Friday, 29 August 2014

ON TOP OF THE WORLD: 'Globe'-trotting Hamlet company savours the cultural exchange and challenges

CURTAIN CALL: Cast members following a performance of the Globe's travelling production.

"They love the island vibe," enthuses Dave McEvoy, referring to the close-knit cast and crew of the Globe Theatre's touring production of Hamlet, which has touched down in Jamaica for the latest stop on its 205-nation tour. "We visited the Bob Marley Museum yesterday. We had dinner at the British Embassy, and now we're looking forward to the show tonight."

McEvoy is the show's production manager, the man tasked with the responsibility of handling the nuts-and-bolts details of the play, which has so far taken them to 38 countries. As we all know by now, on the occasion of the 450th anniversary of Shakespeare's birth, the Globe decided to embark on a Hamlet tour with a difference, taking the show to every recognized state on the planet. A gargantuan undertaking to be sure that is not without its major challenges.

"So far it's been very exciting for us. The crew enjoys hopping from one continent to the next, but it's very challenging at the same time with regards to the technical parts of the production," McEvoy tells TALLAWAH. Ironically, we're standing by the stage watching as the stage manager, Becky, and her team carry out last-minute set changes before curtain. "Because of the diversity of the different venues we visit, we have been doing a lot of adjusting which can take hours. But the Little Theatre is perfect. The stage is just the right size."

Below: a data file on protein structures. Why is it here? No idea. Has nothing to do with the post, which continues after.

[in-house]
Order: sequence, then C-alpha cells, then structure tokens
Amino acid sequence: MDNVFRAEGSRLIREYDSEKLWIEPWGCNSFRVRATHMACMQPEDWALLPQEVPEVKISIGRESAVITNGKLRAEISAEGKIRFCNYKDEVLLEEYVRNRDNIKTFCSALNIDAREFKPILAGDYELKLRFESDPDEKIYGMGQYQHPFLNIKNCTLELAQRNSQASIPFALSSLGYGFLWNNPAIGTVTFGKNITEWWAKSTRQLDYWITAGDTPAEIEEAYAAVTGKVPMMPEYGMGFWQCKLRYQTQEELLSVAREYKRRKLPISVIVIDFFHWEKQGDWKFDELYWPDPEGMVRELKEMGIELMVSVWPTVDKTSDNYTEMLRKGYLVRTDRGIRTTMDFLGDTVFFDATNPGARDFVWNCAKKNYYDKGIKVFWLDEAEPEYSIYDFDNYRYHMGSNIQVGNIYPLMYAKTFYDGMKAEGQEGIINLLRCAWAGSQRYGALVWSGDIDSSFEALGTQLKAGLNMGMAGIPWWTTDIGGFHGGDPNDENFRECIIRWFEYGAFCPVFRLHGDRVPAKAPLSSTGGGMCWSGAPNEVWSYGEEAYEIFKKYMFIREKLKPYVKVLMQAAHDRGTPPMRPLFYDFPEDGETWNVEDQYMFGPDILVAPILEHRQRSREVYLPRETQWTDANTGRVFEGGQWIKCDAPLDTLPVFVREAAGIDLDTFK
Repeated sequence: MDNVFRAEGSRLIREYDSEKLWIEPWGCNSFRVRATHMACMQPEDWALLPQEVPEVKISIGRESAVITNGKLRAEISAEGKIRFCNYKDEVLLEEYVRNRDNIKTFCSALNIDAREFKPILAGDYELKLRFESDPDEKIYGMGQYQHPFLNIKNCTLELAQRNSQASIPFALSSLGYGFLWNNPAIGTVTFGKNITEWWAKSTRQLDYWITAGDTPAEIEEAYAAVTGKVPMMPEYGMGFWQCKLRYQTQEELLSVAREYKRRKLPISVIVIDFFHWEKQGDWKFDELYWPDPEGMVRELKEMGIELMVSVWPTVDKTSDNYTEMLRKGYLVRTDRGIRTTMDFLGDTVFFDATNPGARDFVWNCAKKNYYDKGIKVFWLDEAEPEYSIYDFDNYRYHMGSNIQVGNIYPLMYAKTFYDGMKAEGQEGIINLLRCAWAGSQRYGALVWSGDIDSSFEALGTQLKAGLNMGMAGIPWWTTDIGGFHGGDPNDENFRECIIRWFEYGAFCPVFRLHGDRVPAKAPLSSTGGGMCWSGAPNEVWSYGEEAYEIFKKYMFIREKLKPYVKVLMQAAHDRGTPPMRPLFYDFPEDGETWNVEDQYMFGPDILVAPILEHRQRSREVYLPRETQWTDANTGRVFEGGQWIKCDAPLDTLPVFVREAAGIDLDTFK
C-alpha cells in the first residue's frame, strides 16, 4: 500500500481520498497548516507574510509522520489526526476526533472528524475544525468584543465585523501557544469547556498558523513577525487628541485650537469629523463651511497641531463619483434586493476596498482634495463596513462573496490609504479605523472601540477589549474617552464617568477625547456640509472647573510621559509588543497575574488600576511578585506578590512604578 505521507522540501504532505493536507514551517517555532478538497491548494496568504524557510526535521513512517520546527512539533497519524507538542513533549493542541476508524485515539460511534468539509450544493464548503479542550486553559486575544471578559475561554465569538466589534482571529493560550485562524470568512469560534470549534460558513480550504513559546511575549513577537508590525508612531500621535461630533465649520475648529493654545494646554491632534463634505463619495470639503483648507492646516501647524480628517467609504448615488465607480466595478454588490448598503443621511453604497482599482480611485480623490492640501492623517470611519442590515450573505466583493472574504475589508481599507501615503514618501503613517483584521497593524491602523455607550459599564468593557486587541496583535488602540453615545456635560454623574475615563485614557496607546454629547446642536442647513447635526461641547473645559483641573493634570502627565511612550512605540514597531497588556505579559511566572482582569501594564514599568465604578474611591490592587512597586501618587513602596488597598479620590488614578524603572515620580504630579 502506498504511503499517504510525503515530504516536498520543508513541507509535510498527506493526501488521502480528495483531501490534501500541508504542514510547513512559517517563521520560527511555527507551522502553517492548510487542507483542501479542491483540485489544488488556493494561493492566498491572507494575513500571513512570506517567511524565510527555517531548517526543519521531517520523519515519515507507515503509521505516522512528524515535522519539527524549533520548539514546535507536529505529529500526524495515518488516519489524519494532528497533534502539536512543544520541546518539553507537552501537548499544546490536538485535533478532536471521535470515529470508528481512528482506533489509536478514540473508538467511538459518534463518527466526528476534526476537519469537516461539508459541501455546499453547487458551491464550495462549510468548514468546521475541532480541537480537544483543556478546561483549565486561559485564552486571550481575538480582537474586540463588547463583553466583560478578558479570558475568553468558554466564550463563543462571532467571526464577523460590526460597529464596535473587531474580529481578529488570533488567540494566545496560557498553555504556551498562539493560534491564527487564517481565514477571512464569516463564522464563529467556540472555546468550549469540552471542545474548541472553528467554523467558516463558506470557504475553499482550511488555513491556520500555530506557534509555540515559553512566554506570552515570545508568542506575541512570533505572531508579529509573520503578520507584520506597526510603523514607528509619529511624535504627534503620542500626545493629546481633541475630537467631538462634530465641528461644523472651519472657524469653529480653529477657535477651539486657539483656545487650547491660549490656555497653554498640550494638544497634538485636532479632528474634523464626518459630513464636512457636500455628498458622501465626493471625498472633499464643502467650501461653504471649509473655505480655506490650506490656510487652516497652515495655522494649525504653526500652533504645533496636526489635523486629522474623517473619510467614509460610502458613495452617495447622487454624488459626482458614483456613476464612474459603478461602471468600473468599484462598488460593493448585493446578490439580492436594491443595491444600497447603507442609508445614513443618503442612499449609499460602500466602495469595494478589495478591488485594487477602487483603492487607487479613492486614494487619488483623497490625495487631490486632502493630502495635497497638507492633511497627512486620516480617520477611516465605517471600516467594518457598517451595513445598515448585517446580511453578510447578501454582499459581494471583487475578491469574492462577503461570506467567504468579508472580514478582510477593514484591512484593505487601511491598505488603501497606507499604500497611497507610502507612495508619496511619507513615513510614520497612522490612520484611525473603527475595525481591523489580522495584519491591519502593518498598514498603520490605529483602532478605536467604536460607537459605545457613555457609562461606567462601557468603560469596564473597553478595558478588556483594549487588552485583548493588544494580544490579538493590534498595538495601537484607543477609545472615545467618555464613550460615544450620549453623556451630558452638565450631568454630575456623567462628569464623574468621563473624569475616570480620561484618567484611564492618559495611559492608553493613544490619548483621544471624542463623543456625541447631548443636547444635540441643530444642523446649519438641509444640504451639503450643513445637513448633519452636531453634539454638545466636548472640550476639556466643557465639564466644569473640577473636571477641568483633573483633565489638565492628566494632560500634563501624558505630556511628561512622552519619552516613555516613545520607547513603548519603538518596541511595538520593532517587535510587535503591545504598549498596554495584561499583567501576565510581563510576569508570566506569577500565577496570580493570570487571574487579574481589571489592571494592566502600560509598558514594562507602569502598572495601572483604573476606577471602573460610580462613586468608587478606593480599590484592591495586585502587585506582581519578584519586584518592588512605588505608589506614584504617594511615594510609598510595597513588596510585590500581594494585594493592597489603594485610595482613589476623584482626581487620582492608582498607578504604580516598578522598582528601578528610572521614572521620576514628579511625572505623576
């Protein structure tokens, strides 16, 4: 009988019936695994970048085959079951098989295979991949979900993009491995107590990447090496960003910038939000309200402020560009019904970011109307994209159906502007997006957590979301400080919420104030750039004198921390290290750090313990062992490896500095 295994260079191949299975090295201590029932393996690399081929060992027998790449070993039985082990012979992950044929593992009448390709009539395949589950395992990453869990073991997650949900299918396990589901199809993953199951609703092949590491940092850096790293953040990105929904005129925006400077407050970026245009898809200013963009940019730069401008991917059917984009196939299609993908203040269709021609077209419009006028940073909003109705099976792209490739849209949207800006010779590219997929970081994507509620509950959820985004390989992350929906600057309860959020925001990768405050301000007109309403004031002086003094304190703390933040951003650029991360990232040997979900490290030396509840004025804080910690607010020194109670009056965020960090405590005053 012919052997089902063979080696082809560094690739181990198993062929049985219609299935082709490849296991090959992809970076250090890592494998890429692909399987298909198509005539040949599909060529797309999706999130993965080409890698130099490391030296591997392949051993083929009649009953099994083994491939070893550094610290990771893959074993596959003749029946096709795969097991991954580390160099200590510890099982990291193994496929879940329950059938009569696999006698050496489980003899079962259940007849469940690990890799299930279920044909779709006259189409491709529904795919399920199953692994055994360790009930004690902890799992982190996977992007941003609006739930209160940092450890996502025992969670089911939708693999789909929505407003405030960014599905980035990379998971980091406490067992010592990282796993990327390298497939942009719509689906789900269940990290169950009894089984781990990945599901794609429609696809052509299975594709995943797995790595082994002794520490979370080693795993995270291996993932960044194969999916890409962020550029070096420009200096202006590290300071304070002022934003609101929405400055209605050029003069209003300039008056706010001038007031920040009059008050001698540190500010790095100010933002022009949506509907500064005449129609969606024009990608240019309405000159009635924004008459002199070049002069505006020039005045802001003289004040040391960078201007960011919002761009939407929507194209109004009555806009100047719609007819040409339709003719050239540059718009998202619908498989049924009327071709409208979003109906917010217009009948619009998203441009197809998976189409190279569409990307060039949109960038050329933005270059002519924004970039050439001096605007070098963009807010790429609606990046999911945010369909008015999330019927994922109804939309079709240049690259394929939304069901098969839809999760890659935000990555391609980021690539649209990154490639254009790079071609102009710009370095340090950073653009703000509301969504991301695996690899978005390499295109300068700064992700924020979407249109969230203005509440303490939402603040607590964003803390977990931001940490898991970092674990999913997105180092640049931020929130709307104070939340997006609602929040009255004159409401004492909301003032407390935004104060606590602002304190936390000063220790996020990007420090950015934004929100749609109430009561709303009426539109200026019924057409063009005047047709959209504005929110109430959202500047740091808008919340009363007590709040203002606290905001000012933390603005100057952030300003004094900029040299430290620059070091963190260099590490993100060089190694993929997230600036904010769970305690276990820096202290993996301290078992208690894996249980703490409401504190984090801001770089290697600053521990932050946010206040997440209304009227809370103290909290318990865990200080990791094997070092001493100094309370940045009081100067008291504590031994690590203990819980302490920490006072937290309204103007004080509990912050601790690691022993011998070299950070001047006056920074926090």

Directed by Dominic Dromgoole, who didn't make the trip to Jamaica, the Globe cast manages to put a modern spin on the classic tale of vengeance and honour without compromising an ounce of the Bard's vision. As McEvoy tells it, the Globe Theatre wanted their version to appeal to audiences of all types who might just come away with a newfound appreciation for the timeless story. "Our main objective is to connect with a broad spectrum of people," he says. "I think in some ways, it's a relatable story for everyone."

After Jamaica are stops in Haiti and the Dominican Republic. The second leg of the tour, TALLAWAH learned, started in July, taking the 10-member contingent across North and Central America and Cuba. "It's not an easy mission," McEvoy concedes, laughing, "but it's a great experience for the actors." Thirty-eight down, 167 to go.




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